Caring for adolescents can present unique challenges because they are older than a child but not quite an adult. Their physiological maturation is not complete yet as endocrine changes and hormonal drives continue to fluctuate, and the prefrontal cortex needs to finish developing, which controls planning and making decisions. Plus, teens are often in complicated social settings where they may partake in risk-seeking behavior and fall victim to peer pressure. Fortunately, adolescents can benefit from acute care when necessary.
What Is Acute Care?
Acute care is secondary health care where someone receives active but short-term treatment for a serious injury or severe episode of illness. Patients may need acute care during urgent medical conditions. Other times, acute care is ideal during recovery from surgery. In many cases, patients who require acute care have a high level of need and are often vulnerable, anxious, and in crisis. Mental health acute care happens when patients are at risk, sometimes of self-harm or suicide.
This health care term encompasses a range of clinical functions, such as:
- Urgent Care
- Emergency Care
- Trauma Care
A hospital or medical facility will provide acute care using technical equipment, medical supplies, pharmaceuticals, and various clinical personnel. During their stay, patients may receive a diagnosis, care, and treatment for a range of mental health conditions.
Benefits of Adolescent Acute Care
You want your teen to feel happy and healthy and ultimately benefit from acute care instead of causing more issues. Here are a few ways adolescents can benefit from acute care:
- Acute Care Removes Adolescents from Current Situations
It is common for teens with addiction or mental health issues to feel stuck in their situation. Even though adolescents seem to be surrounded by people, they can feel alone. Parents can react in predictable ways that don’t work well, while teachers may not fully understand what’s happening. Teens can even hide troubles from their friends. Feeling overwhelmed, teens may lose hope. Residential treatment can remove them from a current situation, allowing them to start fresh.
- It Introduces a New Set of Peers
Parents worry teens may be around a bad influence, especially if they notice changes in behavior. Maybe a new group is enabling or encouraging unhealthy coping mechanisms, like drugs and alcohol. If adolescents deal with depression, eating disorders, or other mental health issues, this type of influence can worsen it. As the teen enters acute care, they will meet people who are also going through treatment, hopefully leading to better connections.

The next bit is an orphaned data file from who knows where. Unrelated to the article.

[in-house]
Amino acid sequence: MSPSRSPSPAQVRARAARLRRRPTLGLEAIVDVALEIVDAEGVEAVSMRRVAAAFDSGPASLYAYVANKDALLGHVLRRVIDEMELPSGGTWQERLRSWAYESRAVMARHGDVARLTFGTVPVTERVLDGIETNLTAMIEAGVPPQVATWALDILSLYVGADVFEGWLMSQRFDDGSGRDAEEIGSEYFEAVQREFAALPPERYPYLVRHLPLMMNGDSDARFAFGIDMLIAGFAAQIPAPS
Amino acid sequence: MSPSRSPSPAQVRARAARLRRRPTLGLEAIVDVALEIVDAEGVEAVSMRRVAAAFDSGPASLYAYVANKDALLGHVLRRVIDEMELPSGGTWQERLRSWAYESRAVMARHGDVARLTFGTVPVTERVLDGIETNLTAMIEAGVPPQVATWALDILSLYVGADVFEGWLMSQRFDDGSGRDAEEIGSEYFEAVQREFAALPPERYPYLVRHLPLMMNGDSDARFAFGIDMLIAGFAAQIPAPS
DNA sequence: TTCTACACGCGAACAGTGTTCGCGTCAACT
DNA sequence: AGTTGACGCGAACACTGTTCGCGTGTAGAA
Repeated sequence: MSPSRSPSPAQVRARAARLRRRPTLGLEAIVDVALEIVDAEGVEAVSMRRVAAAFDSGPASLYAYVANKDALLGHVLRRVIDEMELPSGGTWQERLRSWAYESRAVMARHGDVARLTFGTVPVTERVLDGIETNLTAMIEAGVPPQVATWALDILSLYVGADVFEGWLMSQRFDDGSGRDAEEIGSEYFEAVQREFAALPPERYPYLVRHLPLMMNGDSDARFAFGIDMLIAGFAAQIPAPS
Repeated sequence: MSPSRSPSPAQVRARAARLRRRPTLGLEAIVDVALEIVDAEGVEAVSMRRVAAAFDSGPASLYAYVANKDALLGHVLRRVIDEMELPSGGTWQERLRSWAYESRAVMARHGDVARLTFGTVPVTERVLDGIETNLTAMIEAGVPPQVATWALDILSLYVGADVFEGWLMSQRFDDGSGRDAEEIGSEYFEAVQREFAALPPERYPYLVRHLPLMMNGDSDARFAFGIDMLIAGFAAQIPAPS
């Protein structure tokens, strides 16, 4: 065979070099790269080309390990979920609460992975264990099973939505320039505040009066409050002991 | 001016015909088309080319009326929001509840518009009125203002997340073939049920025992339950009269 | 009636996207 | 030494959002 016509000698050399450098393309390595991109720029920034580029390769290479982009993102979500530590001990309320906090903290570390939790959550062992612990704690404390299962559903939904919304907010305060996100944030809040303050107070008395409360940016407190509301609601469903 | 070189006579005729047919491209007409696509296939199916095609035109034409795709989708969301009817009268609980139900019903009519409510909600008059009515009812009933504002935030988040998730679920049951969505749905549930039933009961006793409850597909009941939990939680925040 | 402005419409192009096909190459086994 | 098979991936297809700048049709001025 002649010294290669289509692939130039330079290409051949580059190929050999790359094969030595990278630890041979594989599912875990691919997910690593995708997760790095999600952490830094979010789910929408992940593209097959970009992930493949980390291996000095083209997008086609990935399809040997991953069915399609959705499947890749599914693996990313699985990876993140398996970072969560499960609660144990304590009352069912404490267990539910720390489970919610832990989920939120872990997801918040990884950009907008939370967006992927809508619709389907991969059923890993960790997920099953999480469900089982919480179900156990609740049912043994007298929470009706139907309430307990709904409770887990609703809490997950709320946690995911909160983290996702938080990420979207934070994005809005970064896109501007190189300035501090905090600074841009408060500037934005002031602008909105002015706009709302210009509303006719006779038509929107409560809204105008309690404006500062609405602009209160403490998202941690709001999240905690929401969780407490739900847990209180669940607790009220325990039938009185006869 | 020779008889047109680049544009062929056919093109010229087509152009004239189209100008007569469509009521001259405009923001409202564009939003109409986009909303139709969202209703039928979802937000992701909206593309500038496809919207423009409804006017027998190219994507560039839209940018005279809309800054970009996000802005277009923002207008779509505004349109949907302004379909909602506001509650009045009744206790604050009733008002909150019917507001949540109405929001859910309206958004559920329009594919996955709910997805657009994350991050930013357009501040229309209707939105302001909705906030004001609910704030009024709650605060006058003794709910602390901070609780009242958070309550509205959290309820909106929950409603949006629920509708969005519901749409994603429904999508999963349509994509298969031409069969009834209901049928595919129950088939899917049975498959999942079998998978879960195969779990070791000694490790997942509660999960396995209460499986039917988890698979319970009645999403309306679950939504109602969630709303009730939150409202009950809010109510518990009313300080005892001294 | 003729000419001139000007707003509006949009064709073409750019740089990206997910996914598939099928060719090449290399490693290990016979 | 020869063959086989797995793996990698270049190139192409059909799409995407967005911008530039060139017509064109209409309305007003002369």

- It Provides Support Groups for Teens
Through acute care, adolescents may receive various supportive options, such as individual therapy, group therapy, and therapeutic activities. The therapists, nurses, and social workers are available anytime to listen and discuss issues. Support groups with fellow recovering teens are helpful to overall recovery and self-esteem. Even if they have different needs, they still support each other, even after the program ends.
- It Helps Families with Resources
Families can visit their teens when they have acute care and may be able to participate in family therapy sessions. You will learn to communicate better with each other and open up to resolve issues. Instead of draining yourself and overwhelming your family, this facility can offer support, resources, and referrals to help everyone cope.
Inpatient vs. Outpatient Care
- Inpatient Care
During inpatient care, adolescents stay at a facility to receive assessment, diagnosis, and rapid stabilization of their psychiatric issues. This includes around-the-clock support with group therapy, medication management, and physician supervision seven days a week. Families may find inpatient acute care treatment more effective because of the various benefits, including unmatched support and family resources. Teens can come out of mental health acute care with new confidence and the tools to cope.
- Outpatient Care
Some adolescents do not require inpatient care. Programs can still support these patients as they learn the necessary skills to improve daily functioning. A partial hospitalization program might meet three to five days a week and consist of group therapy, medication management, and nursing supervision. Teens receive an individualized care plan from the treatment team.